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Yorktown is About to Lose Another Historic House

Yorktown has a rich history but has lost many of its historic structures. Sadly, an old farmhouse with a very interesting past spanning over two centuries will be demolished in two weeks.

Did you know that Yorktown is about to lose an old farmhouse that links the Revolutionary War with the Ziegfeld follies?  

Few people may have noticed this house that stands behind a tall pine tree on Old Crompond Road across from the Staples Shopping Center on route 202 but it has an extraordinarily well documented history that goes back exactly 250 years to 1762 when David Knapp bought the land on which it stands.  

David Knapp and his son were both veterans of the War of Independence and are included in the index of the National Society of the Sons of the American Revolution. The elder Knapp was also a deacon of the First Presbyterian Church during a turbulent time in its history and his tombstone still stands in the churchyard surrounded by his descendants who lived in the house and farmed the land.   

In the late 19th century ownership of the house passed to Sheppard Knapp who was one of the founding fathers of the carpeting industry in the United States and helped end the flow of millions of dollars to manufacturers in Europe. But the most unexpected and colorful period of this house’s history came in the early 20th century when it was bought by Anna Held, first wife of Florenz Zeigfeld and the inspiration for the Ziegfeld Follies. 

According to Eddie Cantor: “For a generation America succumbed to the Anna Held craze [and] she toured the country like a conqueror.” Although she probably never lived in the house before her premature death, her daughter transformed it into the ‘Anna Held Inn’ which included a small museum of her mother’s memorabilia. During the Depression, benefits and exhibitions were held at this inn for struggling actors and artists including Hans Hoffman, one of the most important modern painters in America. Even the Westchester Invitational Ping Pong tournament was held on the grounds one summer.

The entire sweep of Yorktown’s history is embodied in this house. Sadly, it will be torn down in two weeks to build the Crompond Corners development that will include retail space and housing. The developer, who was not informed of its history of the house by the town, has offered the amount he would spend on demolishing the structure if it could be completely removed from the site but this was not enough. The most we can hope for is to record the structure and save a few pieces.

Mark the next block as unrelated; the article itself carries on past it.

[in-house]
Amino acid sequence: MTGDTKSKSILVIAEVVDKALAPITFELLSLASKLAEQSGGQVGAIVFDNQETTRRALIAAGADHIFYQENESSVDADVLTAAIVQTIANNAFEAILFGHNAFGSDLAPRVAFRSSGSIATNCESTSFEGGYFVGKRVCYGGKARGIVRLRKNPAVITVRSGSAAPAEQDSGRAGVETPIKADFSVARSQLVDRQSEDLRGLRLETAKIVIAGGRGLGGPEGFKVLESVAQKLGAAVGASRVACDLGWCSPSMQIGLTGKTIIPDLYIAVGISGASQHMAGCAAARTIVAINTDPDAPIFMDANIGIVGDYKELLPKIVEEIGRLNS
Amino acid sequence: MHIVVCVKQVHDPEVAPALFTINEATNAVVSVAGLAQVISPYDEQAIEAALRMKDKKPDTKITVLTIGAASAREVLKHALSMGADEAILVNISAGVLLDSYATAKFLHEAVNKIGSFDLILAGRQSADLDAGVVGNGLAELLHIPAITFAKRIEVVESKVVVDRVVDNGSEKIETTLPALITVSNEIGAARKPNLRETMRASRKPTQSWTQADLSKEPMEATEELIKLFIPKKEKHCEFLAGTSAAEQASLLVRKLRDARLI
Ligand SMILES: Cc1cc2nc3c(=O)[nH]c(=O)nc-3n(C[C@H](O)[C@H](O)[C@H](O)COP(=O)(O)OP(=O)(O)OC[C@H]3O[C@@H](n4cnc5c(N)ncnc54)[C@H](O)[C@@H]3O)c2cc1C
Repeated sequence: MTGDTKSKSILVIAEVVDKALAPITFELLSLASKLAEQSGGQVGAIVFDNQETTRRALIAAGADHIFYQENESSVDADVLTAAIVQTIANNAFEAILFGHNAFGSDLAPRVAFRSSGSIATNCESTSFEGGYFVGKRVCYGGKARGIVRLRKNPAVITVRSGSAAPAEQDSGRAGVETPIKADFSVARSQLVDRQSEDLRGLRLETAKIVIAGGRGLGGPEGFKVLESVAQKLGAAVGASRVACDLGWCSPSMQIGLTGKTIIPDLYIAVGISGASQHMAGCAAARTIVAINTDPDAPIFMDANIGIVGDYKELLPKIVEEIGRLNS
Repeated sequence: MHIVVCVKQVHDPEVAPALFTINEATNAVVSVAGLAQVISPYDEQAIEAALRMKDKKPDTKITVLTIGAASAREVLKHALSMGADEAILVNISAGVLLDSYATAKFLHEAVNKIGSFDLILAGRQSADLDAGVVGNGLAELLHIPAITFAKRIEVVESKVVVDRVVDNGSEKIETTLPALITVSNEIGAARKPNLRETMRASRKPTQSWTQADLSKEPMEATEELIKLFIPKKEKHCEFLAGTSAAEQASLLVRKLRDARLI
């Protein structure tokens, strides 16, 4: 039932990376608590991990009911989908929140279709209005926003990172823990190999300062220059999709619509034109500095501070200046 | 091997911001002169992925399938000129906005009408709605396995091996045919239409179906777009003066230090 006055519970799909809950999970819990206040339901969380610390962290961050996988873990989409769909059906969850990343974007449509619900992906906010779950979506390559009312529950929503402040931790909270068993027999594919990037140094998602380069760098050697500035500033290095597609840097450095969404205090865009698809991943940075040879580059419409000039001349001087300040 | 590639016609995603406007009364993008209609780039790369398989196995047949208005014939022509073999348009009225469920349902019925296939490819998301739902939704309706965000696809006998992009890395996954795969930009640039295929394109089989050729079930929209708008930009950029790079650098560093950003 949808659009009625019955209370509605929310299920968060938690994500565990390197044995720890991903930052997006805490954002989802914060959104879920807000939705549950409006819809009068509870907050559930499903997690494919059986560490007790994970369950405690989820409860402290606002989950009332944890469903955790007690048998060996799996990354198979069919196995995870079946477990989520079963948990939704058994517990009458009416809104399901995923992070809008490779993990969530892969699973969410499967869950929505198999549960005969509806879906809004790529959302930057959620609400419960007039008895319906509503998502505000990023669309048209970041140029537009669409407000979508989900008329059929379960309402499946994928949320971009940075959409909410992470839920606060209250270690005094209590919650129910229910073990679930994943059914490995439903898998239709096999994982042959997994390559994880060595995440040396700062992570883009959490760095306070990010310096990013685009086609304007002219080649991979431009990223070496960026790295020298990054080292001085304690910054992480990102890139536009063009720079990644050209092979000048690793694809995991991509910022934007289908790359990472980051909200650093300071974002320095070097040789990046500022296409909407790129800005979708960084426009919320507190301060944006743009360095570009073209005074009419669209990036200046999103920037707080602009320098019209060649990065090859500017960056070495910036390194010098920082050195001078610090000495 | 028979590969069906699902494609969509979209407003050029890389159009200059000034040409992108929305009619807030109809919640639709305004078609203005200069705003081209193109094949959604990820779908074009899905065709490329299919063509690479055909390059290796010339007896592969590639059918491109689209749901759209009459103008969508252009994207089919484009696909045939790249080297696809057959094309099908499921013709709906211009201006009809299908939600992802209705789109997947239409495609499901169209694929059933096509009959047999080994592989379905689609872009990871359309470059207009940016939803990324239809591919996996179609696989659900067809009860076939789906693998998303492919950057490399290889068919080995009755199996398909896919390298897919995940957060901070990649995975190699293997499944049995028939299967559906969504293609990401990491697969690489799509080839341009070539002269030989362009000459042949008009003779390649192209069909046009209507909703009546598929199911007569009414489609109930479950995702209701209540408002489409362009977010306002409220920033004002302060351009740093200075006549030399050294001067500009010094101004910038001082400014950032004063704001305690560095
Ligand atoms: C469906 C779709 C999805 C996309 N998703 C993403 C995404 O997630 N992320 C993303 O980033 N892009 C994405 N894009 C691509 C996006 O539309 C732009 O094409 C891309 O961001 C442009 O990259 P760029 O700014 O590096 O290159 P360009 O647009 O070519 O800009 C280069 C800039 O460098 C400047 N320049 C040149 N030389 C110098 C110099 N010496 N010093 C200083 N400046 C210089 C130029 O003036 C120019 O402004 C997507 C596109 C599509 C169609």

Yorktown has done a great job of preserving open space over the years but much of its historic character – which could enhance the look and image of our town – continues to be lost. If we worked with developers from the beginning we might be able to effect better outcomes for historic buildings such as adaptive reuse. Please support local preservation efforts and let our town and planning boards know if they hould make more of an effort to uphold our town's motto “Progress with Preservation.”  

This post is contributed by a community member. The views expressed in this blog are those of the author and do not necessarily reflect those of Patch Media Corporation. Everyone is welcome to submit a post to Patch. If you'd like to post a blog, go here to get started.

William Primavera October 02, 2012 at 01:54 AM
Jean-Francois,as he promised, the developer has kindly offered to have you take whatever details you want from the house for preservation. But I haven't heard anything about your plan. Could you please tell us if you will be arranging to take the details prior to its demolition? I too am a preservationist and I know only too well that, as much as we might wax eloquent about history and preserving the past, there must be a practical plan and some resourceness to deal with it, such as with the Adams-Bernstein house. I do hope that something can be saved from the Knapp House and look forward to hearing. Best.
Jean-Francois de Laperouse October 02, 2012 at 11:28 AM
It is wonderful if the Adams-Bernstein house can be saved but it should be stated that there is a financial incentive in that case for you and others since there will be a commission and new construction on the property. There is absolutely no financial reward here other than saving something of historic interest for the town so its all left up to me despite the fact that Michael Grace, Nick Bianco and you are on the record in both the Journal News and the Yorktown Examiner as supporting efforts to salvage any items of historic interest. Over the summer John Tegeder of our Planning Department assured me that he would arrange a meeting with the developer Mr. DeLuca who has always been very agreeable. That never happened. So I emailed both Mr. Tegeder and you at the beginning of last week asking for Mr. DeLuca's telephone number. There are people who would be willing to help with what needs to be done but we can't make plans without a meeting. I prepared a display on the Knapp House for the Yorktown Historic Society's tent at the Grange fair and it raised more interest than I expected-- the house's history is rather unique. The fact is people care but they are busy with their lives and unaware about what goes on until it's too late and a house that stood for over two hundred years goes into a dumpster.